like a vapor trail
barely visible against
the sky…too far
away to hear a sound
as life begins and ends
Copyright © 2018-01-18, by Lizl Bennefeld.
WP Weekly Photo Challenge: Silence.
being real isn’t hard
you don’t expect today’s
real to be the same
as yesterday’s or
reality changes as
the hours and days journey
through near and distant lands
inner and outer space
and down into the earth’s
core and out again
“real” is this moment—
nothing less and…
“What’s real” Copyright © 2017-12-05, by Lizl Bennefeld.
My husband and I have been talking about this writing prompt, how we feel about being remembered after we die. As a writer, I thought at first that I would want my poetry to be remembered (and I would be pleased if people printed out a poem or two that spoke to them, since one does not remember poems, and contrary to popular belief, stuff on the Internet does not hang around forever). And I write too much, too often, to produce comprehensive books of my work.
Ephemeral experiences, however, are worthy of being cherished. So often, I find, people remember me because of my smile…and mention it to me, when they see me again after our first meeting. Smiles. Laughter. Recognition of a momentary rapport with a stranger. A moment of not-aloneness. When I experience that, I feel somehow more real.
Prompt for the 24th: Brewer: For today’s prompt, write a “how I’ll be remembered” poem. It’s an interesting question: How will I be remembered? My amazing looks? My incredible personality? My charitable nature? My goofy jokes? The cranky guy who’s always telling people to stay off his lawn? Dive into this introspection today.
If you remember me at all,
recall my joy—my laughter.
Remember me. The one who
looked into your eyes
and recognized a friend.
No matter that we’d never meet again.
Remember me, taking notice of you,
drawing your attention. I laughed…
And you laughed, too.
Copyright © 2017-11-24, by Lizl Bennefeld.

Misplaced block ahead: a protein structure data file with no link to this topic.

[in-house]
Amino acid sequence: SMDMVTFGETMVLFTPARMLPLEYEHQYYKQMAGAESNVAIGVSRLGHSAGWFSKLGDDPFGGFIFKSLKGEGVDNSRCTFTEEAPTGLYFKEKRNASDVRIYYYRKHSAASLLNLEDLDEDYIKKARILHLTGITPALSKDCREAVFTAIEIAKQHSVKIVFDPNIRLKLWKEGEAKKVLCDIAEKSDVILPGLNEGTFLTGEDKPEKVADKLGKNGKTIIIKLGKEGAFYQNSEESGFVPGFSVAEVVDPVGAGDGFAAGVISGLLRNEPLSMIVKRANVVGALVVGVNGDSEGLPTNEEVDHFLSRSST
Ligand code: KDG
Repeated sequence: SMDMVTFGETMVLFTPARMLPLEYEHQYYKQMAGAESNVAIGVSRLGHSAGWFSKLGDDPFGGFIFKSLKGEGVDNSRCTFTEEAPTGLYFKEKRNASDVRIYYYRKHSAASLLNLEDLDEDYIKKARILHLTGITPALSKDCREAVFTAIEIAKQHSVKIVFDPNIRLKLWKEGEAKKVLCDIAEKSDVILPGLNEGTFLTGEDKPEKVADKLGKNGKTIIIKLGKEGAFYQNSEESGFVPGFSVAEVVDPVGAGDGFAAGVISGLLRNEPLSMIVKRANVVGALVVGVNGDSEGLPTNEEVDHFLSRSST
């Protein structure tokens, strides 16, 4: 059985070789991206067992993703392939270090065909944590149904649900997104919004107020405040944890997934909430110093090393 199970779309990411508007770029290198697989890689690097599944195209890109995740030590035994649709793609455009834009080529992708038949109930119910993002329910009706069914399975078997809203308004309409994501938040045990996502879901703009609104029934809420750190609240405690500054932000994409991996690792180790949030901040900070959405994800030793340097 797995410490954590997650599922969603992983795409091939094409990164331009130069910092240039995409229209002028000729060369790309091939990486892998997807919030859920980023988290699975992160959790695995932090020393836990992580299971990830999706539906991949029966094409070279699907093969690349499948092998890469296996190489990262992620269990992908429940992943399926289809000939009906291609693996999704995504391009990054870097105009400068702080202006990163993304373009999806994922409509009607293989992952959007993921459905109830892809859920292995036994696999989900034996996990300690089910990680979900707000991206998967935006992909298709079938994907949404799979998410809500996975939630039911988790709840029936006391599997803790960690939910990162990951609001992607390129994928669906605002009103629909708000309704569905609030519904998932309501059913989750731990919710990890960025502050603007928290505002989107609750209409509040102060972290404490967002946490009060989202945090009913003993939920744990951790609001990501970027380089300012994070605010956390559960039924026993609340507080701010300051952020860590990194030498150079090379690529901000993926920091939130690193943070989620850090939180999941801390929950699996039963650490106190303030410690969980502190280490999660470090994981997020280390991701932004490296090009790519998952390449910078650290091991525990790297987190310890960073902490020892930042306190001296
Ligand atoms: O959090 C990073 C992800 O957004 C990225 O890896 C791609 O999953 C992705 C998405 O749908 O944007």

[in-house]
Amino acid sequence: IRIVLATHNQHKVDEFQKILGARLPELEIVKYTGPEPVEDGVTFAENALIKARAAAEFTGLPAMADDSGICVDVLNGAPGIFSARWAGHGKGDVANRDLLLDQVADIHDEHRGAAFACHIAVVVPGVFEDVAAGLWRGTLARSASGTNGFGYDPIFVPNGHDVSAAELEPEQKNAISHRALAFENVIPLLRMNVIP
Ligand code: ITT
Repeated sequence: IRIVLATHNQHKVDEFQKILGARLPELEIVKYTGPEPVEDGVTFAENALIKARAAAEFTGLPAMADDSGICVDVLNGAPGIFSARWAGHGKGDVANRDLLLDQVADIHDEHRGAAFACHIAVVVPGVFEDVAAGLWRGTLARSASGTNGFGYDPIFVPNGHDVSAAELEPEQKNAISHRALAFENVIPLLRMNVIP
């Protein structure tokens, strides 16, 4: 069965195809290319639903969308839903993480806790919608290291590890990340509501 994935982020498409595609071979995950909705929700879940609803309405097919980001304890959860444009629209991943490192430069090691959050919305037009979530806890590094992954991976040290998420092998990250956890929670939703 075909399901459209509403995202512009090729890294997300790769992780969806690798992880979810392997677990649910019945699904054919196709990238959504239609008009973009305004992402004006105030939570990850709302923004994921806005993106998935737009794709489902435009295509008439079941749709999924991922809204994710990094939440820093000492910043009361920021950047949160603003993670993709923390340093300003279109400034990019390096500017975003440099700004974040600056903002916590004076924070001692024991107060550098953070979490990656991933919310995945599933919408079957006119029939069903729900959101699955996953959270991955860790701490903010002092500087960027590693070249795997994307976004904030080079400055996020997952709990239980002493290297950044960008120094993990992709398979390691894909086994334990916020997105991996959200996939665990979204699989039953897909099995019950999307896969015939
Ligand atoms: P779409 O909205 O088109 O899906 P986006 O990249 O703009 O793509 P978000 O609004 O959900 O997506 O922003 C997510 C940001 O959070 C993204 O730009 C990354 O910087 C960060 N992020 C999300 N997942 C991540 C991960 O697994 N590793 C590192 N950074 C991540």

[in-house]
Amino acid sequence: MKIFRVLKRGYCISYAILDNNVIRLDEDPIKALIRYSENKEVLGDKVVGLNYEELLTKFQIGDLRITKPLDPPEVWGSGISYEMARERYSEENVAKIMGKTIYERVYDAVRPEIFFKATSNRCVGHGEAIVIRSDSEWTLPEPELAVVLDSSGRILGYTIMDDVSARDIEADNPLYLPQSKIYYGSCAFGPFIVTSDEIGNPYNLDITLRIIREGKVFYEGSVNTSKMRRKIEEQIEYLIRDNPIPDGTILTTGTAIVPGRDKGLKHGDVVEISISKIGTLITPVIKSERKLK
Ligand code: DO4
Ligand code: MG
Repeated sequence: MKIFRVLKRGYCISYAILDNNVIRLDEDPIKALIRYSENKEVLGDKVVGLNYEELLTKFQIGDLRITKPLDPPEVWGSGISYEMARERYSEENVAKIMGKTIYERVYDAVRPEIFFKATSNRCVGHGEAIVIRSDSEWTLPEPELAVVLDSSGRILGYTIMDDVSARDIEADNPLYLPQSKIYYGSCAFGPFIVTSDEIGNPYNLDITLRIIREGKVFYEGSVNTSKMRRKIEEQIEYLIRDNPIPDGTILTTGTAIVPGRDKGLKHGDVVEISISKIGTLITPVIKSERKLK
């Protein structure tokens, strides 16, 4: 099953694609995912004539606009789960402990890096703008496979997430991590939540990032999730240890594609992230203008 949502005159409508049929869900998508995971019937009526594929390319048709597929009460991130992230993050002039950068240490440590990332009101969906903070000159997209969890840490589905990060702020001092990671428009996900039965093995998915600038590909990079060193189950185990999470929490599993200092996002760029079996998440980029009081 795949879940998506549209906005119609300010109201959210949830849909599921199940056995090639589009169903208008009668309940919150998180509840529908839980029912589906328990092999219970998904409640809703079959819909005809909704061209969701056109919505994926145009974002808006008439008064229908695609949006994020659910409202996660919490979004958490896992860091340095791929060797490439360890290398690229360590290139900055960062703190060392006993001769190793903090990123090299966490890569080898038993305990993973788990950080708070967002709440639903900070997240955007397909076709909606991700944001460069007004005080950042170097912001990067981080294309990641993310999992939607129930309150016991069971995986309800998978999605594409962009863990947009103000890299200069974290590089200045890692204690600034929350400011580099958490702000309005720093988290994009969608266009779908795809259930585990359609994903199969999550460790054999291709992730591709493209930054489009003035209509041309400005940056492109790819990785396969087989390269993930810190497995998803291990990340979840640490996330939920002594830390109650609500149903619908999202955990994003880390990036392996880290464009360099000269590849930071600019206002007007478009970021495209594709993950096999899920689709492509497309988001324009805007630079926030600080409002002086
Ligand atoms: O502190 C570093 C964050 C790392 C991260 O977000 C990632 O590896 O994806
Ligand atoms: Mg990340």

we didn’t expect
oceans dead, oxygen gone
cities down sink holes
we thought…smog and air filters
Copyright © 2017-11-21, by Lizl Bennefeld.
I believe that the 19th day was the one that I missed in the poem-a-day string. Having given up on the prompts for that day, I found a prompt that did appeal to me: Not what we expected (from PoetryPotion, Nov. 20). Now, I should be caught up on the writing of ’em, if not the posting.
For Day 17, the prompt I chose is “ember”
tea leaves and night sounds
a steel pot on warm embers
we talk about what matters
— Elizabeth W. “Lizl” Bennefeld, copyright © 2017-11-19.
Prompt: “ember” from Day 16th’s list on NaHaiWriMo, since on the 16th I wrote a poem from among the prompts for November 14.
This is a poem that I wrote for the “Ronovan Writes Haiku” weekly poetry writing challenge, for which two words are provided as prompts and synonyms are allowed. Haiku are, for purposes of the challenge, defined as 5-7-5 format…or writer’s choice, which often includes tanka, senryu, and, I expect, katauta and sedoka. Haven’t really kept track of all the variances. I first published this poem on my Quilted Poetry website: Partly Cloudy (Ronovan Writes Haiku).
alluring stars…between dusk and daylightso short a timedreams drift past like cloudssome bring rain and others, snow
fiery blanket of light
a sea of stars
broad enough to span a life
deep enough to hide within
Copyright © 2017-11-10, by Elizabeth “Lizl” Bennefeld.